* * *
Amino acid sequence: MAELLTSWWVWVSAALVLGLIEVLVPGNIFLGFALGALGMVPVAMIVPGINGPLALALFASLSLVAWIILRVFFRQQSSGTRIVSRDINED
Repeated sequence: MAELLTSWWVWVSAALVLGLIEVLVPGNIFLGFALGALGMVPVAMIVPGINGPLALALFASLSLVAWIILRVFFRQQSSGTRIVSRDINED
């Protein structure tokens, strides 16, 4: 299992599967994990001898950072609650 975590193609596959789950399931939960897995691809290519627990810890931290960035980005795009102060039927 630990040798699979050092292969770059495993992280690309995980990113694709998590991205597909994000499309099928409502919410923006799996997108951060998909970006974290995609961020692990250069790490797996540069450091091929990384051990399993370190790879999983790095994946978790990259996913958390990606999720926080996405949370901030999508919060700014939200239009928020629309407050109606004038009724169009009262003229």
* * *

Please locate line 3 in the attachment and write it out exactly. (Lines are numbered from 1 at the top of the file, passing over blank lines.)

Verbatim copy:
């Protein structure tokens, strides 16, 4: 299992599967994990001898950072609650 975590193609596959789950399931939960897995691809290519627990810890931290960035980005795009102060039927 630990040798699979050092292969770059495993992280690309995980990113694709998590991205597909994000499309099928409502919410923006799996997108951060998909970006974290995609961020692990250069790490797996540069450091091929990384051990399993370190790879999983790095994946978790990259996913958390990606999720926080996405949370901030999508919060700014939200239009928020629309407050109606004038009724169009009262003229």